Here's what happens when you drink wine every day

The Mediterranean diet was developed after scientists realized that people living in Italy and Greece were living longer lives than Americans, and had a lower risk of many diseases such as cardiovascular disease, stroke, and certain cancers (via Healthline). The researchers deduced that it had something to do with what they were eating. Healthy fats such as olive oil and avocados are commonplace as well as nuts and seeds, legumes, whole grains, and of course an ample selection of fruits and vegetables. And, a daily glass of red wine.

While most interpretations agree that the inclusion of wine is optional, alcohol is an interesting addition to a diet, especially on a daily basis. You may be wondering why wine is given consideration as a potential health remedy or preventative measure. It turns out there are many benefits of consuming wine in moderation. Of course, imbibing any alcohol on a daily basis also comes with potential risks.

Your heart health may improve with red wine

A number of studies have shown that moderate consumption of red wine will prevent coronary artery disease (via Mayo Clinic). The reasons for this aren't entirely understood, and more research is required, but a number of scientists have posited that the antioxidant content helps to increase the "good" cholesterol (HDL or high-density lipoprotein) levels in the body, and helps to prevent the buildup of plaque, caused by bad cholesterol (LDL or low-density lipoprotein). This helps to prevent blood clots and damage to the arteries and blood vessels. The polyphenols (plant-based antioxidants) of red wine also help to protect the blood vessels of the heart.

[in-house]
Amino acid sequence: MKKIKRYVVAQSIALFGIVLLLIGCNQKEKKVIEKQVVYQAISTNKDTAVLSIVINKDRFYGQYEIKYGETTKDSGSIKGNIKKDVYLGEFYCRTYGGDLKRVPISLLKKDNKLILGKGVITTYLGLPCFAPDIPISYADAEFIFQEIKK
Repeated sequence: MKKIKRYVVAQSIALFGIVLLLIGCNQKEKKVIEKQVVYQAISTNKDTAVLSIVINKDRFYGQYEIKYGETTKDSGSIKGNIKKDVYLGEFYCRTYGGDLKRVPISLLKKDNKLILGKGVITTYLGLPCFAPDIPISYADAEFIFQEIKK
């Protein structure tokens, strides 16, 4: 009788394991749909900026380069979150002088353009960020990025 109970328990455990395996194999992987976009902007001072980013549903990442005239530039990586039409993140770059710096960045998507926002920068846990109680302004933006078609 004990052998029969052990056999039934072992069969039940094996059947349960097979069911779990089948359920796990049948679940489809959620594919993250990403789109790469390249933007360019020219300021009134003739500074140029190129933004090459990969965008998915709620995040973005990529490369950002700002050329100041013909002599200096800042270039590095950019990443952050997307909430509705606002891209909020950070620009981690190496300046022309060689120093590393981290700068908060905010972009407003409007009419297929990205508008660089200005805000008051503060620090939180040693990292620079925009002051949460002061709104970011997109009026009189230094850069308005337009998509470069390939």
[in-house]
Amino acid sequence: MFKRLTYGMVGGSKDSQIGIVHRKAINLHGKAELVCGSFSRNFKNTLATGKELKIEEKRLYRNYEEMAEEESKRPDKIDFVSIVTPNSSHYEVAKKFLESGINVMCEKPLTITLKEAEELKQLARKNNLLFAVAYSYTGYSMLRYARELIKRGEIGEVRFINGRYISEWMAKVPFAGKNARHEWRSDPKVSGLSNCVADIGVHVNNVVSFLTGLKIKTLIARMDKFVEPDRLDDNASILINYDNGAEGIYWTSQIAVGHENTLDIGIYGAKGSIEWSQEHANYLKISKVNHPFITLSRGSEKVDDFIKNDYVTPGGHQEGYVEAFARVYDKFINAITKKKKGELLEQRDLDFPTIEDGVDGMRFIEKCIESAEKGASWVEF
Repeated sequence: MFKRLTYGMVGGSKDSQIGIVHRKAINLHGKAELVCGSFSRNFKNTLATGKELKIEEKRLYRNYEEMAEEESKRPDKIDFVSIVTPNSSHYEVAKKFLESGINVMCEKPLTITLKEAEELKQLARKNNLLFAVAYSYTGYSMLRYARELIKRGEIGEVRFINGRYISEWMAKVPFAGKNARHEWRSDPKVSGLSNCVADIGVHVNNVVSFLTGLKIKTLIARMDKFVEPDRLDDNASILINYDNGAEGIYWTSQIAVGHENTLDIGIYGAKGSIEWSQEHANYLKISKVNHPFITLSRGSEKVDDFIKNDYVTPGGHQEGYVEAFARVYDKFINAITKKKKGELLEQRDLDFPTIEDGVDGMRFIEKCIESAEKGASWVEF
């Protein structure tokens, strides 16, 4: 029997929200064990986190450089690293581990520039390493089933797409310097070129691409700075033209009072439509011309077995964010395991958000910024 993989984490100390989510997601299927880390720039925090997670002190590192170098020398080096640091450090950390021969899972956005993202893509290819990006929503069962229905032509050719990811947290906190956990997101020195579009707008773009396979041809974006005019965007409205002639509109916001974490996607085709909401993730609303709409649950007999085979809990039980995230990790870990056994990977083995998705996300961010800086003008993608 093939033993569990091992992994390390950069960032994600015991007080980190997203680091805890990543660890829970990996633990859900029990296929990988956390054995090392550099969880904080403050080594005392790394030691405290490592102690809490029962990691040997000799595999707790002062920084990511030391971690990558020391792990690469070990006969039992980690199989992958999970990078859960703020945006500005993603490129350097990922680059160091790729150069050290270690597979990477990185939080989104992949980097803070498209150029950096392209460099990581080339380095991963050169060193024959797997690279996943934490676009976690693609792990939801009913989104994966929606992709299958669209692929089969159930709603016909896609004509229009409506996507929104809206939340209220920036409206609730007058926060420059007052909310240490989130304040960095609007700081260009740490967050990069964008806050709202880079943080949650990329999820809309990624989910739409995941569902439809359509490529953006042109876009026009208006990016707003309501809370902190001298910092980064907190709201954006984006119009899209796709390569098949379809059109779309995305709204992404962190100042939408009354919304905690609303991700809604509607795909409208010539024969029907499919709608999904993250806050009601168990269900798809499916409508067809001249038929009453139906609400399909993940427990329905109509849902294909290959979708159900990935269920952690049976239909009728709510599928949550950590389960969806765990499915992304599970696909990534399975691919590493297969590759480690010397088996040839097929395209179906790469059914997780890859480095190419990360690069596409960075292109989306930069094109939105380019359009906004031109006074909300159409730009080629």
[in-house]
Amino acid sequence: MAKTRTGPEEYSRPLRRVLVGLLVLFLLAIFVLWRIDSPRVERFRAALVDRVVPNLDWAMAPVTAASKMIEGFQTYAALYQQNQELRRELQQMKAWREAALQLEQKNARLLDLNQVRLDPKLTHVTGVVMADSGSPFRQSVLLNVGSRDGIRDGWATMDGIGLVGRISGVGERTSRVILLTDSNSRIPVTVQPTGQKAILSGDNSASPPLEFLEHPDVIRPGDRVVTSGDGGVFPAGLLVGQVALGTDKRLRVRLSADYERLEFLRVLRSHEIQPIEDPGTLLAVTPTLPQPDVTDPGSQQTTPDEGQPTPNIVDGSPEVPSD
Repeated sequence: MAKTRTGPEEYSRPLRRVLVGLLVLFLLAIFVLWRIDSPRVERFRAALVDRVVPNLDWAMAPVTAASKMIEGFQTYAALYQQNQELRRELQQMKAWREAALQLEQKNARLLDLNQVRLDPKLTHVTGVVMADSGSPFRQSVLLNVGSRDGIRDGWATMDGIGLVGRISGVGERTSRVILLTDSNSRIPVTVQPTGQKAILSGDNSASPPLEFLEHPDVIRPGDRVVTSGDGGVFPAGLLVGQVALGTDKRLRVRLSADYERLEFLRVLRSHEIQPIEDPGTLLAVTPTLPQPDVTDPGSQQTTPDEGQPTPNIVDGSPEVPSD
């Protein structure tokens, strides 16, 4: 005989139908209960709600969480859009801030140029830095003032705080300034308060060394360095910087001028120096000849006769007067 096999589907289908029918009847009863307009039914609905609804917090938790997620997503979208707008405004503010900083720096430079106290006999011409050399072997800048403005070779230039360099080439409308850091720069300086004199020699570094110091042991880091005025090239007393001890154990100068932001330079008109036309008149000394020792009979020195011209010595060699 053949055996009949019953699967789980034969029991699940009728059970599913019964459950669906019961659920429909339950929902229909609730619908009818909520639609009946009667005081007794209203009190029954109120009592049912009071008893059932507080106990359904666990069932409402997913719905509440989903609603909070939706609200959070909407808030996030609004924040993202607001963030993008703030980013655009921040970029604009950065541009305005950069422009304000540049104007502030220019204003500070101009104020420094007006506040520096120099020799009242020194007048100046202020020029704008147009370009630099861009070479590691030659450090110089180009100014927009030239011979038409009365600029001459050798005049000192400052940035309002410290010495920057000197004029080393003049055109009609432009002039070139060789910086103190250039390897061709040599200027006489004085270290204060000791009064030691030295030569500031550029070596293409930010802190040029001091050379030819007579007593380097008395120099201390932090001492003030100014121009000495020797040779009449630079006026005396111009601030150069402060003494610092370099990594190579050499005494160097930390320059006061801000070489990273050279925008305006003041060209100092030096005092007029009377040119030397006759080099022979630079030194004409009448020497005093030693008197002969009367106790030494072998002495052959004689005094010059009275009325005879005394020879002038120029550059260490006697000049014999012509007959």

White wine may improve heart health as well, but red wine is more effective due to the higher antioxidant content (via Food). Of course, the positive effects of wine take place when it's being consumed in moderation. This is defined as up to one glass of wine for women, and up to two glasses of wine for men aged 65 and younger on a daily basis.

You may be keeping Alzheimer's at bay by drinking red wine

Resveratrol, one of the compounds found in red wine, was found to have a positive effect on patients suffering from mild to moderate Alzheimer's disease (via Time). However, it should also be noted that the amount of resveratrol given to patients in the study was significantly higher than the amount which would be consumed just from drinking wine.

That said, there are also studies that show that alcohol consumption in general can help to reduce inflammation in the brain (one of the effects of Alzheimer's) as well as clear away toxins stored in the brain (via Science Daily). Of course, because alcohol can be addictive and can lead to health problems like liver disease, high blood pressure, and obesity, doctors don't recommend taking up drinking just to attempt to prevent other health problems. However, if you're already partaking in red wine, it's one more reason to feel good about your merlot pours.